Fortunately (?) I had two examples to share with Elanor about how people make assumptions based on race from the finalization of our PR status at the ICA.
When we got the paperwork with the details that will appear on our identification, we found two errors.
Ravi’s language was listed as Gujurati.—He doesn’t speak it, at all.
My religion was listed as Christian.—I am an Atheist.
Both errors were clearly the attendant’s assumptions. The paperwork that was sitting right in front of them clearly stated that Ravi’s primary and only language is English and that I am an atheist. I know this because I’m the person who has filled it out. The file is over an inch thick, and every last line about language specifies English and religion specifies Atheist.
I looked at everyone’s paperwork. Ravi–Free Thinker (closest thing to Atheist here, apparently). Elanor–Free Thinker. Rhiannon–Free Thinker. Me–Christian.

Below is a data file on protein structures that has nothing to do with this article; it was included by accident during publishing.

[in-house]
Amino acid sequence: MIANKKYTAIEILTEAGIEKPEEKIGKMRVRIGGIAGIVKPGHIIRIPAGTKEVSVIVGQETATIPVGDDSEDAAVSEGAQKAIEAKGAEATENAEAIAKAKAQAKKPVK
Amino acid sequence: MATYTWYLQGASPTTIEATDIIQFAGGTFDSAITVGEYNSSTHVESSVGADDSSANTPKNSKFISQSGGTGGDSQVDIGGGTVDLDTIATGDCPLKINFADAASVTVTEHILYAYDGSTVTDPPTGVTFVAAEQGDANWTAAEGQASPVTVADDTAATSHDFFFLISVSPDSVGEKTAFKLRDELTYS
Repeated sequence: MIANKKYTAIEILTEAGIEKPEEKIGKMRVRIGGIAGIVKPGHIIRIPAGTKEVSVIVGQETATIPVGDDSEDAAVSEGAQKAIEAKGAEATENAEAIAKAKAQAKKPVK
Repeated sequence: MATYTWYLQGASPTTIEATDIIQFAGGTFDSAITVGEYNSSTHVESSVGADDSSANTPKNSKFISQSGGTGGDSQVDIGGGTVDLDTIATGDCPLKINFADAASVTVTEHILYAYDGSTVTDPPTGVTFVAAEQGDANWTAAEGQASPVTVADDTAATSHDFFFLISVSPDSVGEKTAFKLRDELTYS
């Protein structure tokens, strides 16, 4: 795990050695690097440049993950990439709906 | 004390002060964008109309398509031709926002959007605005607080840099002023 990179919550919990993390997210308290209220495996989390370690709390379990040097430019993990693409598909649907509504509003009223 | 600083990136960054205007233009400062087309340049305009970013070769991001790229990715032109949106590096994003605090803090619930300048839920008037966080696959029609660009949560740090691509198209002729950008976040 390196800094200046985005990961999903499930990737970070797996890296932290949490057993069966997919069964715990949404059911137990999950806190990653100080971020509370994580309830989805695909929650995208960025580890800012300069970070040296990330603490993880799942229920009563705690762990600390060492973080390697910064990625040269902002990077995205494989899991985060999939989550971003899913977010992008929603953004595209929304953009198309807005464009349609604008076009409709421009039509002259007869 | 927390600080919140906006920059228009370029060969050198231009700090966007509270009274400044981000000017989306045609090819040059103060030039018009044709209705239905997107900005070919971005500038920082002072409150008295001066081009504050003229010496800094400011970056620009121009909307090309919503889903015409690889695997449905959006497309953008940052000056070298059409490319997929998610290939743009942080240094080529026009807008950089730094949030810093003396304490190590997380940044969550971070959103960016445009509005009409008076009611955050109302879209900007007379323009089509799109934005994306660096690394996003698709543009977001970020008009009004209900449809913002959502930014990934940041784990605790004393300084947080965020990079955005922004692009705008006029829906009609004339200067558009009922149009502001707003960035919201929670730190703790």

I look again to see if Ravi’s was the only error in language.. Me-English. Elanor-English. Rhiannon-English. Ravi–Gujarati.
I pointed out the errors to the attendant and had her fix the paperwork before I signed for myself and the girls, and called Ravi over to sign his form. End of story. I never thought that the attendant was pursuing a negative agenda–they just filled out the forms without thinking. White person? Christian–after all, most are. Indian of Gujarati heritage–must obviously speak Gujurati because most do.